Latin America

The Cold War's Return

Putin and Chavez promise voters a great leap backward

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On December 2 voters in Russia and Venezuela will go to the polls, choosing to either accelerate the Sovietization and Sandinistaization of their respective societies or—an eventuality that seems less likely—to curtail the centralization of power in the hands of increasingly villainous chief executives. In Russia, parliamentary elections will doubtless further demonstrate the plenary power of Vladimir Putin, who is constitutionally forbidden from seeking a third term in office though is being advised, Kremlin sources recently told Reuters, to exploit a legal loophole that would allow him to run for another four-year term. In Venezuela, voters will decide on 69 separate changes to the country's "Bolivarian" constitution—previously rewritten by President Hugo Chavez in 1999—including the right of the president to be re-elected indefinitely and a state-mandated six-hour workday. The apparent popularity of Chavez's constitutional tinkering has prompted Bolivian President Evo Morales, Venezuela's closest South American ally, to push a similar preliminary bill through parliament that will unburden the executive from constitutional limits on re-election.

Though they both reportedly enjoy widespread popularity, neither Chavez nor Putin are taking any chances (and independent polling data from both countries suggest that such unease might be justified). In the run-up to the election in Russia, Mr. Putin has launched a fresh wave of crackdowns on opposition leaders and media outlets. Last weekend police descended upon protesters in St. Petersburg, arresting 200 opposition politicians and activists, including Boris Nemtsov, leader of Union of Rightist Forces, and Garry Kasparov, the former chess champion who heads the opposition coalition The Other Russia, as they marched, with barely concealed symbolism, toward the Winter Palace. For his participation in the "illegal" demonstration, Kasparov was sentenced to five days in jail.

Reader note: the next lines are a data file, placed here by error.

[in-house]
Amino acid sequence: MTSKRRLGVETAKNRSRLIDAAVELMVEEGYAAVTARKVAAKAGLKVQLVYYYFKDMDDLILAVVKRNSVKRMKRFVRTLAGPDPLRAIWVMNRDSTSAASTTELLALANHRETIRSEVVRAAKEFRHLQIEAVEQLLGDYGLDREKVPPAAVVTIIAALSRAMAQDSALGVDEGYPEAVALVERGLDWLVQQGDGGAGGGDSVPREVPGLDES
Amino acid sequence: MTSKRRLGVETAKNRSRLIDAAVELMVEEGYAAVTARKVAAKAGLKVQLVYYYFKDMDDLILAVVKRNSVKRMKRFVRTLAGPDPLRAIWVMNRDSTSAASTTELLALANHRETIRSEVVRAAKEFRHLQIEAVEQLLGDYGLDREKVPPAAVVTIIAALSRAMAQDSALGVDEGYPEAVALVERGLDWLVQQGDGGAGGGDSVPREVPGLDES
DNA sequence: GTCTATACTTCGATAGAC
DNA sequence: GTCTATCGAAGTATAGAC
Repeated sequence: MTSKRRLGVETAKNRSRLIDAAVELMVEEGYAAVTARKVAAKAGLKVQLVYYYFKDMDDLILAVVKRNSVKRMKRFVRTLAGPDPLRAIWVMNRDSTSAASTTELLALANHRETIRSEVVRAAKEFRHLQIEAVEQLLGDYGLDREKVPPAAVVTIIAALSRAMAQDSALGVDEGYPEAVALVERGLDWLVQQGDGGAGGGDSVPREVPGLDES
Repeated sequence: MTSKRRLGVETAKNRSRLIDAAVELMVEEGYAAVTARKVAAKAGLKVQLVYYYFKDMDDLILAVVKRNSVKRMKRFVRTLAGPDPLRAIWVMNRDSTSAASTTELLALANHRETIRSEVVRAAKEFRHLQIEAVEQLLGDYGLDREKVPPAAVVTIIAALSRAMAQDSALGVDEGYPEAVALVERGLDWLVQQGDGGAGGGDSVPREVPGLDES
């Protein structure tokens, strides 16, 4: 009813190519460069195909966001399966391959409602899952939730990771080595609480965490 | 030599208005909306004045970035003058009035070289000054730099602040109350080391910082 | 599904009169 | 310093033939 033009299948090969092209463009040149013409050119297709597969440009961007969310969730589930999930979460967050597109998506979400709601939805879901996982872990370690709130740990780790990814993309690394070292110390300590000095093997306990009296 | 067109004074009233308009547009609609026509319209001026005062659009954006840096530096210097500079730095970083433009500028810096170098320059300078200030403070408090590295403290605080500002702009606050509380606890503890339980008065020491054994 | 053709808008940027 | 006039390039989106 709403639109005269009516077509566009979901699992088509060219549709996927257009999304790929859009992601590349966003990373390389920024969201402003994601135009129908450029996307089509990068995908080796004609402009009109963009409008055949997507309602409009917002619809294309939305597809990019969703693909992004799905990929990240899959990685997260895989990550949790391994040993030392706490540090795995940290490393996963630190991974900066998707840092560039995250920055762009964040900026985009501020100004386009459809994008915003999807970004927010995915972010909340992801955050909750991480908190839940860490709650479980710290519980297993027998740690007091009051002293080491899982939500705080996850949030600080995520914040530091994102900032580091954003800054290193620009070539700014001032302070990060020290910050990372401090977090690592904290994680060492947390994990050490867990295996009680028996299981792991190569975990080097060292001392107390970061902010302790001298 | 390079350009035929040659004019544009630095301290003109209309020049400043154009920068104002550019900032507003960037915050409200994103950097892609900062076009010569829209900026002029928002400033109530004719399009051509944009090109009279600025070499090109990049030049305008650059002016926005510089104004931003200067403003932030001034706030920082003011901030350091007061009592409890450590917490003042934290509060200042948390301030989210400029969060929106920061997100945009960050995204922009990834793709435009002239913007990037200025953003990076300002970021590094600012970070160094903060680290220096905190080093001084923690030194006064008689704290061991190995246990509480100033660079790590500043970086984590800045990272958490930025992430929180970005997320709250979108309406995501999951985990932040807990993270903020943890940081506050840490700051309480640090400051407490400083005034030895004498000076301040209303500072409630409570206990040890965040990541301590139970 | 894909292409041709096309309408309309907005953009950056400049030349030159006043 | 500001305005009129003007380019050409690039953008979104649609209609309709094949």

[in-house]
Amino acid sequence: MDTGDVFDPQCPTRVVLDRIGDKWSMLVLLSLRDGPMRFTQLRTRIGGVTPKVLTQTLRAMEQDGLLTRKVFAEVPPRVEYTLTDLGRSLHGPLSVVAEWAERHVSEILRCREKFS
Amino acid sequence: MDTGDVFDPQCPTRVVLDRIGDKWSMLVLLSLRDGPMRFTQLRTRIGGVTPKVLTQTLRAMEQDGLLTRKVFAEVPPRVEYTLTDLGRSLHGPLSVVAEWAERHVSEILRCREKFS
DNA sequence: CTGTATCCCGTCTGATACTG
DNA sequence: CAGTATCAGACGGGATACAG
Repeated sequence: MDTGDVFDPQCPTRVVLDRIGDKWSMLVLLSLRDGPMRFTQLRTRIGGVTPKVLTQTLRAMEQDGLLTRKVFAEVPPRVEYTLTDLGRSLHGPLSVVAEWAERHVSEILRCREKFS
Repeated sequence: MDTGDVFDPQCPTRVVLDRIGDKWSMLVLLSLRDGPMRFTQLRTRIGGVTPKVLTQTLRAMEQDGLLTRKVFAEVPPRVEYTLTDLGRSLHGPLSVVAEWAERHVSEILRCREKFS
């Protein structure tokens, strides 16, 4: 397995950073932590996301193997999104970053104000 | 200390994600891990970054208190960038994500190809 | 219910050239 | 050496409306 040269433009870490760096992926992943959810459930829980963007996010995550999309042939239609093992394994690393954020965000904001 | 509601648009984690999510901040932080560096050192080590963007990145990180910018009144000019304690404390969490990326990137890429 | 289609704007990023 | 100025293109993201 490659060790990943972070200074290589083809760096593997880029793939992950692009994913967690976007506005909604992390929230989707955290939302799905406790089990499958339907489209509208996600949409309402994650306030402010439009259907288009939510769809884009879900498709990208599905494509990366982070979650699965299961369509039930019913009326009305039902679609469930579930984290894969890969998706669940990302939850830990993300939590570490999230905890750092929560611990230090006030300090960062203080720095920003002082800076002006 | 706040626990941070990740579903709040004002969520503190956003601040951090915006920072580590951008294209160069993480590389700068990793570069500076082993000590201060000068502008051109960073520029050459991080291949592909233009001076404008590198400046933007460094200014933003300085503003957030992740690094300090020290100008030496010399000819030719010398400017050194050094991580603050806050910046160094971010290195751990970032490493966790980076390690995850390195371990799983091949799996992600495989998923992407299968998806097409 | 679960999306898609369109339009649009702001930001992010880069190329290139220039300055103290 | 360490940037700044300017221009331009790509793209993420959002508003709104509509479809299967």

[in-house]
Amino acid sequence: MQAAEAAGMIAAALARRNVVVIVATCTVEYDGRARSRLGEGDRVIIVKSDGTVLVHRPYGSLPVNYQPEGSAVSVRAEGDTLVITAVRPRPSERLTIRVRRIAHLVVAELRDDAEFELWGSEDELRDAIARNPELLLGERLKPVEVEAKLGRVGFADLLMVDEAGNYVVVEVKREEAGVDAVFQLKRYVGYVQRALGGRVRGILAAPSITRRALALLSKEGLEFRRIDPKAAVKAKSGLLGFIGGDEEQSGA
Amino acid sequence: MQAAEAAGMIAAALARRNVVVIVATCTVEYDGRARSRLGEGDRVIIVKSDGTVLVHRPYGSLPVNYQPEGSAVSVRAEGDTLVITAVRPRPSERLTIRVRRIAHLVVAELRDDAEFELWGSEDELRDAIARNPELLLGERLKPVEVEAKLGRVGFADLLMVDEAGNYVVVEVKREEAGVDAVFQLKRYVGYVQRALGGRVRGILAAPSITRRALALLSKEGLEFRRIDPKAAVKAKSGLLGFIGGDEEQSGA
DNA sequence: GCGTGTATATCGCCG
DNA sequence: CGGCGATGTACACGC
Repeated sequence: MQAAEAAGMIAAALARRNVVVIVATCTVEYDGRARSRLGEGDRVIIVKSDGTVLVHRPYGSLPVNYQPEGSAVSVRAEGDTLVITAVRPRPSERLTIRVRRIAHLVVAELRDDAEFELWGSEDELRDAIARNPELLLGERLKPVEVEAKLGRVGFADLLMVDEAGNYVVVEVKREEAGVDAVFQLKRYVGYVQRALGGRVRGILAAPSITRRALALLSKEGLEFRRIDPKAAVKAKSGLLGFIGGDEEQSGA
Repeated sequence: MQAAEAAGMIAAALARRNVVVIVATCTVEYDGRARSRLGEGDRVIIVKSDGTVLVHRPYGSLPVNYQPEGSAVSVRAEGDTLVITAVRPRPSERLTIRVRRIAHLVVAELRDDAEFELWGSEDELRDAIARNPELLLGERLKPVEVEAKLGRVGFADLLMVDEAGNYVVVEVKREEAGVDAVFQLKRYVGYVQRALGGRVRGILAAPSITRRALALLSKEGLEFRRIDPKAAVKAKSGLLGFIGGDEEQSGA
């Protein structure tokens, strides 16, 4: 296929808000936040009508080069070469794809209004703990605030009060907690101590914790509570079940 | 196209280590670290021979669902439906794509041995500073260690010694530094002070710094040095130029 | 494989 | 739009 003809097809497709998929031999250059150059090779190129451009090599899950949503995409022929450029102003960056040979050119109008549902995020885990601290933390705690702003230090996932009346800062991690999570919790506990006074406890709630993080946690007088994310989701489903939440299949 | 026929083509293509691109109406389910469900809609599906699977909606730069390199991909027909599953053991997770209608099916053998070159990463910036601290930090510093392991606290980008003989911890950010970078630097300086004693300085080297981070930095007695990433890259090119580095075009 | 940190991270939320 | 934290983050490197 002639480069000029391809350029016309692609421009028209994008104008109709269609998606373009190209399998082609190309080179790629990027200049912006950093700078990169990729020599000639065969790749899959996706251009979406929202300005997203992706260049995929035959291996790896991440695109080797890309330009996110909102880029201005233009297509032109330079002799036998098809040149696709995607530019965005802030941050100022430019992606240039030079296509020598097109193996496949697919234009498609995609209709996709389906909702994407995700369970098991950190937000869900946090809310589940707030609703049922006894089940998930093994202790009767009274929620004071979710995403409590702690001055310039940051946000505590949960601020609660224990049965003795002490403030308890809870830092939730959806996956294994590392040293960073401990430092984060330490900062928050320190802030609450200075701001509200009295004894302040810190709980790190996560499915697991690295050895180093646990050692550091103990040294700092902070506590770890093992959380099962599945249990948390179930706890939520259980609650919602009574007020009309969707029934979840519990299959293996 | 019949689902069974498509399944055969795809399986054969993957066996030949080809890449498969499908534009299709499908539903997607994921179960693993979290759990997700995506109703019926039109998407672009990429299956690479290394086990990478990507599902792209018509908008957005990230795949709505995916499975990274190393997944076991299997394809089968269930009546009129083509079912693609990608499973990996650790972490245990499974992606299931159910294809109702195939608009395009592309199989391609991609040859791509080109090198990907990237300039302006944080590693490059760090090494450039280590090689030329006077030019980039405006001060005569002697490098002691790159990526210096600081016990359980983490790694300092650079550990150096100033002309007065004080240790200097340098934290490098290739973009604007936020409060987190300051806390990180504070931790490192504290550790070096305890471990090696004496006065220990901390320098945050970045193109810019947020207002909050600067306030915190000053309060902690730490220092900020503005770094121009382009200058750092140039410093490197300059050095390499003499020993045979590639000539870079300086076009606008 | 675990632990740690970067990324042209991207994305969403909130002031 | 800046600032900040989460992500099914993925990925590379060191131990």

Attacks on the independent press are also increasingly common, with murdered Kremlin critics Alexander Litvinenko and Anna Politkovskaya only the most prominent examples. Last week the opposition newspaper Novaya Gazeta—which is, says the Washington Post's Moscow correspondent, "one of the last outposts of critical journalism in Russia"—was forced to suspend publication of a regional edition after its offices were raided and authorities declared the paper in violation of copyright laws for supposedly possessing "pirated software." According to the Committee to Protect Journalists, two of the paper's other outposts were also raided in 2007, with the authorities again using the possession of counterfeit software as a pretext.

Such public assaults on political opponents could account for the findings of a recent VTsIOM poll demonstrating a startling drop in support for Putin's party: 57 percent said they will cast their ballot for United Russia, a 10 percent drop from the company's previous survey. But in an increasingly Sovietized Russia, where the government controls a disconcerting number of media outlets (the last independent television station was commandeered by the government in 2002), an electoral rejection of Putin is still extremely unlikely. According to the English-language newspaper The Moscow Times, the lead-up to this election has "seen a powerful media campaign boosting Putin and his subordinate United Russia party…Putin has commanded blanket news coverage."

But most distressing are reports that United Russia party officials recently "called in thousands of staff on their day off in an attempt to engineer a massive and inflated victory for President Vladimir Putin," according to a story in Britain's Guardian newspaper. If they choose not to heed the bullying "recommendations" of party heavies, state employees "risk losing their jobs, their accommodation or bonuses"; university students are being threatened with failing grades and expulsion. (Hugo Chavez has employed a similar system of intimidation, using the "Tascon List," which identified 2 million-plus citizens who voted to recall the president, to push people out of state jobs and refuse state benefits and services to political enemies.)

But Putin's increasingly long reach isn't limited to control of the news media and public sector workers; his influence, like that of his Soviet forbearers, naturally extends to classroom curricula. A Russian text book judged insufficiently obsequious to the regime was recalled on orders from the Kremlin, to be replaced by a new text featuring a gushing paean to Putin ( "We see that practically every significant deed is connected with the name and activity of President V.V. Putin"), a Pravda-like section on the crimes of America, and a mealy-mouthed apologia for Comrade Stalin ("The most successful leader of the U.S.S.R.").